• Many countries avoid this problem by having only
    one district or by having district lines drawn by
    an independent commission

6
Where Did You Get That Name?
  • The term Gerrymandering came from Elbridge Gerry,
    an American politician
  • The term was coined as a result of his creative
    district drawing in Massachusetts in order to
    give his party, the Jefferson Republican party a
    political advantage.

7
Redistricting The Basics
  • Done every ten years as mandated by the U.S.
    Constitution to ensure fair and proper
    representation among the states in Congress, and
    to preserve the one voter-one vote fairness
    principle in the lower house of Congress and the
    state legislatures. (http//www.fraudfactor.com/f
    fgerrymander.html)

8
Basics of Gerrymandering packing cracking
9
Redistricting The Basics
  • State Constitutions and/or Statutes specify
    additional, more detailed requirements for
    reapportionment and redistricting process, which
    are also supposed to preserve the fairness
    principle. (http//www.fraudfactor.com/ffgerryman
    der.html)

10
Redistricting The Basic Criteria
(http//elections.gmu.edu/enhancing.htm)
  • Contiguity
  • Compactness
  • Respect for Communities of Interest/Existing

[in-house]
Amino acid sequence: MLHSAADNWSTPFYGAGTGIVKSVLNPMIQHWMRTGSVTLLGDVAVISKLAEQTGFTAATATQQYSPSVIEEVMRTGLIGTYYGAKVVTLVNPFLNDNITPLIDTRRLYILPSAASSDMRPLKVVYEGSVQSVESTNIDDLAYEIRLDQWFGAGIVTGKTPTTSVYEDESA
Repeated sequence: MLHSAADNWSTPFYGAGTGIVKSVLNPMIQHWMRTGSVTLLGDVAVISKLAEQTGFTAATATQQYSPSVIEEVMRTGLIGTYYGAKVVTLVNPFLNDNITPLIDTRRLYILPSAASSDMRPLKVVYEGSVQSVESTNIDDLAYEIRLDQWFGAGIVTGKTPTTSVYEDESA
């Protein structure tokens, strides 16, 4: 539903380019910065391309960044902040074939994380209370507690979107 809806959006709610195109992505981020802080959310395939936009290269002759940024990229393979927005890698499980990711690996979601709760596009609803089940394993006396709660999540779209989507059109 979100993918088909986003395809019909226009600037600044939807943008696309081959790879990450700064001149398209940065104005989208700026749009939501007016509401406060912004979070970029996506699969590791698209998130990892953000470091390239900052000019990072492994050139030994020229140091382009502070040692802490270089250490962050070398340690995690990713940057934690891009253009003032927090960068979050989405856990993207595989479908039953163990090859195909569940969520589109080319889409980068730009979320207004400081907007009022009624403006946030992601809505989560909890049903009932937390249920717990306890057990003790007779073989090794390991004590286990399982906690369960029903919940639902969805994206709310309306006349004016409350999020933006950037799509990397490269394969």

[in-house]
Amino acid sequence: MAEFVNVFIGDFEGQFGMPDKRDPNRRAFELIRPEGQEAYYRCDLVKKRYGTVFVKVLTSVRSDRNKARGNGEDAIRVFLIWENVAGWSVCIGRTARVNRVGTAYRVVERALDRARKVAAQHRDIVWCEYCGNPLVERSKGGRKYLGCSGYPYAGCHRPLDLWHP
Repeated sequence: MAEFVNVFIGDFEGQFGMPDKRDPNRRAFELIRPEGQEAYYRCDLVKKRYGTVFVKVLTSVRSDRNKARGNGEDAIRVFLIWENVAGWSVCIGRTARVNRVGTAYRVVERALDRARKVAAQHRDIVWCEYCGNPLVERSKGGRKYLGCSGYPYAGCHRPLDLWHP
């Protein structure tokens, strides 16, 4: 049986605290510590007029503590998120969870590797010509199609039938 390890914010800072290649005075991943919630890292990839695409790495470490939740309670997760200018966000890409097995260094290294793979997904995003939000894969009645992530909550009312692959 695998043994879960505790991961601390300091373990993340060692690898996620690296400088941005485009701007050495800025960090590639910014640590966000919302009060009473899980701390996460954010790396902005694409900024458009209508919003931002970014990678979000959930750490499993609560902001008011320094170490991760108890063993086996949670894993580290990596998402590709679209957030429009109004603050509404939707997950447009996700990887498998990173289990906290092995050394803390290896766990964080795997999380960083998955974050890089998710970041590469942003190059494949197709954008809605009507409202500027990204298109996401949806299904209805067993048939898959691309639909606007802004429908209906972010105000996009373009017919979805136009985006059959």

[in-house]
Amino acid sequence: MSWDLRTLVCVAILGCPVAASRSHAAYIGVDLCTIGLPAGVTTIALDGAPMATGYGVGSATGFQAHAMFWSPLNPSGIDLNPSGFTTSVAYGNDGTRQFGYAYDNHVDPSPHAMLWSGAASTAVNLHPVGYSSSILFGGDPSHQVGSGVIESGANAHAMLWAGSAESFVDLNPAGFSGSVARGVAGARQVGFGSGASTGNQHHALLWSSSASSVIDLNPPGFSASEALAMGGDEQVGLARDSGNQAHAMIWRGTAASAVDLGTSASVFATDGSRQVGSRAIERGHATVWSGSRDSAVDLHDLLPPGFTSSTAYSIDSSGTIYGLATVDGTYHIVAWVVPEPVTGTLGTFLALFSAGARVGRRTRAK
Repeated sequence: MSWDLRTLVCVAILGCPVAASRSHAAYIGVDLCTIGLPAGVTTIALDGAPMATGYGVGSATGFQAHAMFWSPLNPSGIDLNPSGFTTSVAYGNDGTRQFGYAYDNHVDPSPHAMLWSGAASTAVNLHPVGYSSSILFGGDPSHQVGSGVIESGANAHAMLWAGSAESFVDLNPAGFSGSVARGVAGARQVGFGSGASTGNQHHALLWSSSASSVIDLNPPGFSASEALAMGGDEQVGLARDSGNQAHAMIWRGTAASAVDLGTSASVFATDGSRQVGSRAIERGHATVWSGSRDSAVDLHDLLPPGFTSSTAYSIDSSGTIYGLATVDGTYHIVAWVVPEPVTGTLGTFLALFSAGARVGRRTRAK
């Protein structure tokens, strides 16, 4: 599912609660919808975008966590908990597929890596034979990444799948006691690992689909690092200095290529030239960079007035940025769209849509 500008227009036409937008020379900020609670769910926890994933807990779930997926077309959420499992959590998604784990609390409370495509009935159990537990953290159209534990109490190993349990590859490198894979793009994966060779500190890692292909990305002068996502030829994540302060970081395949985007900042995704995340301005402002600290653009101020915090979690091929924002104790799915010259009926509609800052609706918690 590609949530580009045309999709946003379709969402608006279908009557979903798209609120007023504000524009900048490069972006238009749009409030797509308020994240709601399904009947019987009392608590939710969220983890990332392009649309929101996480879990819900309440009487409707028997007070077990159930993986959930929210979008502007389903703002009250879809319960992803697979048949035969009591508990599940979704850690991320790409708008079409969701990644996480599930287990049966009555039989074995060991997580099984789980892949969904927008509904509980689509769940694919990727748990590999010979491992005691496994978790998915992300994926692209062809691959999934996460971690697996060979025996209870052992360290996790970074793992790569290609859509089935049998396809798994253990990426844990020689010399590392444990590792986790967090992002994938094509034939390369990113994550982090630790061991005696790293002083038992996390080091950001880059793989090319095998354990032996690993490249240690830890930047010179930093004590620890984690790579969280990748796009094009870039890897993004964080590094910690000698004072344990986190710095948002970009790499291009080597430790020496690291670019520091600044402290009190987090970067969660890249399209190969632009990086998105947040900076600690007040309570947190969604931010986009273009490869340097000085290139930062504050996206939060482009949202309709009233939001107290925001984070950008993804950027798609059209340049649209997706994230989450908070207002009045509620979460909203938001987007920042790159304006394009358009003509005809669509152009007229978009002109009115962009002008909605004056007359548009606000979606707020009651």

Political and Geographical Boundaries
  • Voting Rights Act
  • Competitiveness
  • Incumbent and Partisan Blind
  • Equal Population

11
Gerrymandering
  • when someone in authority changes the borders of
    an area in order to increase the number of people
    within that area who will vote for a particular
    party or person (http//www.freesearch.co.uk/dicti
    onary/gerrymandering)

12
Gerrymandering
  • Apportionment of voters in districts in such a
    way as to give unfair advantage to one political
    party (American Government Freedom and Power,
    Brief Fourth Edition, Lowi and Ginsberg, Norton,
    NY, 1996 A33)

13
Geographical Boundaries
  • Historical Example
  • Contemporary Example

14
Historical Example
  • Massachusetts- 1812

15
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16
Contemporary Example
  • Texas- 2004

17
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18